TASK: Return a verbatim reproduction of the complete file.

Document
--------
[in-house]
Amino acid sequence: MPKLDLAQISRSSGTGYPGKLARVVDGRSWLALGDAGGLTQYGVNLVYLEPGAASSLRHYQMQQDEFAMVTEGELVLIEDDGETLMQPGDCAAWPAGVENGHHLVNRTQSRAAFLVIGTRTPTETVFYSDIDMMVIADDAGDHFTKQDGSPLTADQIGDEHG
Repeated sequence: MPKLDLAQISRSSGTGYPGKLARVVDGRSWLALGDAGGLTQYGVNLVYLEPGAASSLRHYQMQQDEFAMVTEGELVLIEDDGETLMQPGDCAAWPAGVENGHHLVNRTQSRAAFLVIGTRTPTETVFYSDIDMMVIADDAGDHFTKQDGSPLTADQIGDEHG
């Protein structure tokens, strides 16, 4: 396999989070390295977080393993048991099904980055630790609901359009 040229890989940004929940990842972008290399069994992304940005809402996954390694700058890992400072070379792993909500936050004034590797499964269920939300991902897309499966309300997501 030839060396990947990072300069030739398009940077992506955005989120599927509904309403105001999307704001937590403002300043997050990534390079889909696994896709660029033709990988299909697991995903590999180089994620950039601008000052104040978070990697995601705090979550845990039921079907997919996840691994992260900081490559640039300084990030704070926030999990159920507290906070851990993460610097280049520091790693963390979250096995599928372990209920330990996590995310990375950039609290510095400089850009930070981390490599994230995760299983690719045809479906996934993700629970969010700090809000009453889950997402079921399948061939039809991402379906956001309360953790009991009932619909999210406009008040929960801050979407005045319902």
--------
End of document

[in-house]
Amino acid sequence: MPKLDLAQISRSSGTGYPGKLARVVDGRSWLALGDAGGLTQYGVNLVYLEPGAASSLRHYQMQQDEFAMVTEGELVLIEDDGETLMQPGDCAAWPAGVENGHHLVNRTQSRAAFLVIGTRTPTETVFYSDIDMMVIADDAGDHFTKQDGSPLTADQIGDEHG
Repeated sequence: MPKLDLAQISRSSGTGYPGKLARVVDGRSWLALGDAGGLTQYGVNLVYLEPGAASSLRHYQMQQDEFAMVTEGELVLIEDDGETLMQPGDCAAWPAGVENGHHLVNRTQSRAAFLVIGTRTPTETVFYSDIDMMVIADDAGDHFTKQDGSPLTADQIGDEHG
């Protein structure tokens, strides 16, 4: 396999989070390295977080393993048991099904980055630790609901359009 040229890989940004929940990842972008290399069994992304940005809402996954390694700058890992400072070379792993909500936050004034590797499964269920939300991902897309499966309300997501 030839060396990947990072300069030739398009940077992506955005989120599927509904309403105001999307704001937590403002300043997050990534390079889909696994896709660029033709990988299909697991995903590999180089994620950039601008000052104040978070990697995601705090979550845990039921079907997919996840691994992260900081490559640039300084990030704070926030999990159920507290906070851990993460610097280049520091790693963390979250096995599928372990209920330990996590995310990375950039609290510095400089850009930070981390490599994230995760299983690719045809479906996934993700629970969010700090809000009453889950997402079921399948061939039809991402379906956001309360953790009991009932619909999210406009008040929960801050979407005045319902």